Like all living things, our chickens need water to survive, thrive and produce healthy eggs. Clean water keeps hens’ reproductive systems working the way they should, and some chicken keepers, especially newbies, worry about water quality or if they’re properly watering their flock. To provide some clarity, here are four water sources for your chickens and what to think about when using them.
1. Tap Water
In urban areas with municipal water systems, we don’t usually need to worry about the water quality. City water sources are considered safe for consumption, but there are certainly differences in the taste and composition from city to city. Treated water isn’t all the same, but it is almost always safe. Growing up, I drank from Lake Huron. Today, my chickens and I drink from the Ohio River. I can tell you, the difference between the two is huge; in our current location, we face more hard-water issues.
Watering your flock from the outside spigot is comparable to the tap water inside your house. Although the tap inside is probably cleaner than the spigot outside, that’s certainly nothing to worry about. Sometimes I will clean my flocks’ waterer, fill it up from the spigot, and put it back in the coop, only to find them all drinking out of a mud puddle.
2. Well Water
About 15 percent of the U.S. relies on private wells, which aren’t regulated like municipal water sources. Wells can be polluted by natural and man-made contaminants, including microorganisms, like bacteria and viruses, heavy metals, and unsafe levels of naturally occurring fluoride. Chemicals or animal-waste runoff from farms can also contaminate wells, especially if they’re shallow.
If you have well water, test it for safety. If you drink it yourself, consider it safe for your livestock, too. But, if you don’t drink your well water for reasons like heavy metal contamination, chemical pollutants or microorganisms, remember you are what you eat—and you are what your food eats, too. If you eat the eggs or meat of your chickens, don’t give them water you wouldn’t drink yourself.
3. Softened Water
Water softeners commonly use salt (sodium chloride)—the same stuff in your kitchen saltshaker—to replace the calcium and magnesium ions that make water hard. Hard water’s biggest caveat is scale buildup. It’s not unsafe to drink, but it can clog pipes, build up around faucets, and keep your soap from lathering in the shower. Water softeners installed where water enters the home can protect pipes, making the naturally hard water unavailable.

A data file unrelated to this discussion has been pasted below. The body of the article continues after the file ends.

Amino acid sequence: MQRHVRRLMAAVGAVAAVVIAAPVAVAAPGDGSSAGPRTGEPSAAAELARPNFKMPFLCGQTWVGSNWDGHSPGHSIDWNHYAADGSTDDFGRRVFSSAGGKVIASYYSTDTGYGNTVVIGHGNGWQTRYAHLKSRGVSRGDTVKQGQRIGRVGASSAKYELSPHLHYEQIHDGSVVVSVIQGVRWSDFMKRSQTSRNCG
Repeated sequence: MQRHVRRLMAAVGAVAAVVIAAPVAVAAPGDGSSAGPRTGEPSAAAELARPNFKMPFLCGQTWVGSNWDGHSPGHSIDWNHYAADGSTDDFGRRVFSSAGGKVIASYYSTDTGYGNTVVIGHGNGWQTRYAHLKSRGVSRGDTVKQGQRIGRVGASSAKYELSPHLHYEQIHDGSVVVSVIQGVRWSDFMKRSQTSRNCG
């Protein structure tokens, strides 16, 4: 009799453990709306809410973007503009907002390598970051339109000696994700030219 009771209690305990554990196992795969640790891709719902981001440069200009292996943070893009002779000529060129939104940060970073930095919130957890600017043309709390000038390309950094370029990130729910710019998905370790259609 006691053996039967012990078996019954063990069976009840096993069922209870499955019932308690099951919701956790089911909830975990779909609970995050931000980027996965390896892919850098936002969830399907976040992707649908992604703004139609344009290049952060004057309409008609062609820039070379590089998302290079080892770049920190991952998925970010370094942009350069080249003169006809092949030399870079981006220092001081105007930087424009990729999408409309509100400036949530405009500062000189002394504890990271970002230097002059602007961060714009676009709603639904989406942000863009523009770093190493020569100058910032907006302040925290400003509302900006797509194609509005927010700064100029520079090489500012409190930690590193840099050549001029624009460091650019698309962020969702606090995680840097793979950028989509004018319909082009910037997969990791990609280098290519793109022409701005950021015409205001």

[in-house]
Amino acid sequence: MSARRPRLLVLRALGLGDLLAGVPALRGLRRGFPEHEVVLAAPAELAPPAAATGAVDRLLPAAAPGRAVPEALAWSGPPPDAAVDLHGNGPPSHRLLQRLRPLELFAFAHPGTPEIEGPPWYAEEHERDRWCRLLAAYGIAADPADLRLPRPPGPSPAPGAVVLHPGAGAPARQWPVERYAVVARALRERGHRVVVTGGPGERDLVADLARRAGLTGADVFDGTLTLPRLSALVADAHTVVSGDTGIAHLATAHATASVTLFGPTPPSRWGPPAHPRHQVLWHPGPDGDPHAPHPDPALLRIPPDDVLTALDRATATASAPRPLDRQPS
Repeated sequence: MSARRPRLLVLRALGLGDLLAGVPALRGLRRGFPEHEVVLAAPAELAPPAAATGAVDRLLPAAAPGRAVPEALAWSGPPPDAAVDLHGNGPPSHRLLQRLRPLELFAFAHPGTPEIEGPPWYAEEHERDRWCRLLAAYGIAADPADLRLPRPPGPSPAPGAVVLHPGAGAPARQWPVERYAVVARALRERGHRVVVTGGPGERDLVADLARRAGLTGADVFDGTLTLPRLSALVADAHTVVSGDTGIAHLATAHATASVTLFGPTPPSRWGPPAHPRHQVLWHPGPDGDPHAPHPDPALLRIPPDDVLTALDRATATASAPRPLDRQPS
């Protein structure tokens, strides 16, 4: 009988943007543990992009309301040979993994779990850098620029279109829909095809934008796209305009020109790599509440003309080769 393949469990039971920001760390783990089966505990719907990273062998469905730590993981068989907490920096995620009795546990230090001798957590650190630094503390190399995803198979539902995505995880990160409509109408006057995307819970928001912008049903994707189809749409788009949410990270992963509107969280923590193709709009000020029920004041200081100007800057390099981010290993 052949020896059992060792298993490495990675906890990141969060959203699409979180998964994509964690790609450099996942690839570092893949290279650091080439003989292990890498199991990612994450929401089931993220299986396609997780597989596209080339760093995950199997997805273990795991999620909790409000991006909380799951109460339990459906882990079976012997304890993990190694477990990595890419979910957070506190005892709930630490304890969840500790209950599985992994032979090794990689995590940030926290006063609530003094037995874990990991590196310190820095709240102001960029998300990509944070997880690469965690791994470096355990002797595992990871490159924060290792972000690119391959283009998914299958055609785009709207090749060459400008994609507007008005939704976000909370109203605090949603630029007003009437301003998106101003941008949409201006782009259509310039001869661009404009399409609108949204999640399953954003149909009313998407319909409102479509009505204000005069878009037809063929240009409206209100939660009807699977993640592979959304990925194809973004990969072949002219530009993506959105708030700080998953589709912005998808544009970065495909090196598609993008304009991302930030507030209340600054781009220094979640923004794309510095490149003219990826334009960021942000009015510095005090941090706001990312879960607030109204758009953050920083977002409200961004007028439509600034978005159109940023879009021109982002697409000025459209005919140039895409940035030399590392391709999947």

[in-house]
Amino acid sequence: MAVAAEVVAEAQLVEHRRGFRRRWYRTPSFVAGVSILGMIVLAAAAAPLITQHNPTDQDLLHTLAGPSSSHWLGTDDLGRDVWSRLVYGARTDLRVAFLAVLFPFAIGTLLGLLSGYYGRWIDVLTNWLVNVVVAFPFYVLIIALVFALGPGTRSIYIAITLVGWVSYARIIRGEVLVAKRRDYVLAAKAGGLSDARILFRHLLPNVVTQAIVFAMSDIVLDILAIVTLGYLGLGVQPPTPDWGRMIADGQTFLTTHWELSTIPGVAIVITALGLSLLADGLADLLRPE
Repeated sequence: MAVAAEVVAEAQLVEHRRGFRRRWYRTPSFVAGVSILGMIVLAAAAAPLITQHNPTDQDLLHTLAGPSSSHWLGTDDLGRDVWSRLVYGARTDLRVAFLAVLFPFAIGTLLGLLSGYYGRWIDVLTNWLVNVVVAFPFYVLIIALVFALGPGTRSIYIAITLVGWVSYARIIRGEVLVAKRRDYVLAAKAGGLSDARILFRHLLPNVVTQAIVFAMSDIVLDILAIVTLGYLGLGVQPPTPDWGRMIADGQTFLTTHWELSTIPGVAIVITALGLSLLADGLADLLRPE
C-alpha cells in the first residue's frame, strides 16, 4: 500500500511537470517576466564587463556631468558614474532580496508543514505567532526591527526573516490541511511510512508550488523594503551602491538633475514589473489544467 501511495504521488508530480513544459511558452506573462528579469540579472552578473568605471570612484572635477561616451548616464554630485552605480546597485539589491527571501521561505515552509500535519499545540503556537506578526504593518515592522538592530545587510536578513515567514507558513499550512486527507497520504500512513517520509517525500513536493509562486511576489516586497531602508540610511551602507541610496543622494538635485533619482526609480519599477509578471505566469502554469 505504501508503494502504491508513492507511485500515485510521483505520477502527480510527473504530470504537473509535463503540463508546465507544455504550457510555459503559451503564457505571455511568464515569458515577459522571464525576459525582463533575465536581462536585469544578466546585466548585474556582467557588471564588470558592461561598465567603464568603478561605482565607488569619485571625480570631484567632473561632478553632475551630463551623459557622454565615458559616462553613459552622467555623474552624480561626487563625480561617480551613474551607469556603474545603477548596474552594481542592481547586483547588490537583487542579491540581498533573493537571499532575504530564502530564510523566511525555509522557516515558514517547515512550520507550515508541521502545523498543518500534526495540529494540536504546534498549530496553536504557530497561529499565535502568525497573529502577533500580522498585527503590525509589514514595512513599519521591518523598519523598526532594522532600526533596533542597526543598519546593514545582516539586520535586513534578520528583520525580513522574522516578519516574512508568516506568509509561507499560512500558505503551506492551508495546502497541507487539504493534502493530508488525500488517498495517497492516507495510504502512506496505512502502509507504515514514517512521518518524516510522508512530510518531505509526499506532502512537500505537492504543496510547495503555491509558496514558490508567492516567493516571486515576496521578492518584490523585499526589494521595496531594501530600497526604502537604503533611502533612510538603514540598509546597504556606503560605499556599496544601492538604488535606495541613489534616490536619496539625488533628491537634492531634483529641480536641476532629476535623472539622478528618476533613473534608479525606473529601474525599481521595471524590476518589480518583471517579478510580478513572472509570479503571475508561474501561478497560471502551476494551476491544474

While water softeners use common table salt, the process of softening is only replacing calcium and magnesium ions with higher-charged sodium ones. Very little sodium ends up in the drinking water. Even for people on a sodium-restricted diet, the FDA says that the amount of sodium in an 8-ounce glass of water is so low that it still falls under its own definition of a very low-sodium food.
Consider that if you’re giving your chickens any kind of electrolyte products, that it contains more sodium than they will consume from softened water. Sodium is an essential electrolyte. If you’re sodium sensitive and use a water purification system that uses potassium chloride in lieu of sodium chloride, this is also safe for you and for your flock.
4. Backyard Hose
Dragging the hose to the waterer for rinsing and refills is often easier than lugging the waterer to the spigot. If you prefer the hose, consider buying one labeled safe for drinking. Most commercial hoses contain hormone disruptors, like phthalates and and bisphenol A (BPA), to keep the plastic soft. If you can’t replace your hose, let the water run for several minutes before giving any hose water to the chickens. This will rinse out many contaminants that could have leached into the water left sitting in the hose.
Do you have any concerns about your flock’s drinking water?